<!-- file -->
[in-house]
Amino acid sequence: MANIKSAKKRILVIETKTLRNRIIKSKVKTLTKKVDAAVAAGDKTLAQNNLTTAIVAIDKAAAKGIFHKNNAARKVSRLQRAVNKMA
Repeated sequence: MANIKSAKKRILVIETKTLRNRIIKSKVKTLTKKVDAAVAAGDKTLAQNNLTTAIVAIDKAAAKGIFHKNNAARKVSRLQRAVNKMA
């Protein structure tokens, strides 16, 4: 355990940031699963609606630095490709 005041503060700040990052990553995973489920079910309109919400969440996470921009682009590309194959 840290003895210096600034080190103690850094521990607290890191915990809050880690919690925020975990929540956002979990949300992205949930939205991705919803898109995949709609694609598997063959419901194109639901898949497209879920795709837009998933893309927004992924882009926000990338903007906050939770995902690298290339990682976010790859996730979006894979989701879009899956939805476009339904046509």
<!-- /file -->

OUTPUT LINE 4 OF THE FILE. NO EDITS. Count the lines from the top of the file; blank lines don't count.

């Protein structure tokens, strides 16, 4: 355990940031699963609606630095490709 005041503060700040990052990553995973489920079910309109919400969440996470921009682009590309194959 840290003895210096600034080190103690850094521990607290890191915990809050880690919690925020975990929540956002979990949300992205949930939205991705919803898109995949709609694609598997063959419901194109639901898949497209879920795709837009998933893309927004992924882009926000990338903007906050939770995902690298290339990682976010790859996730979006894979989701879009899956939805476009339904046509």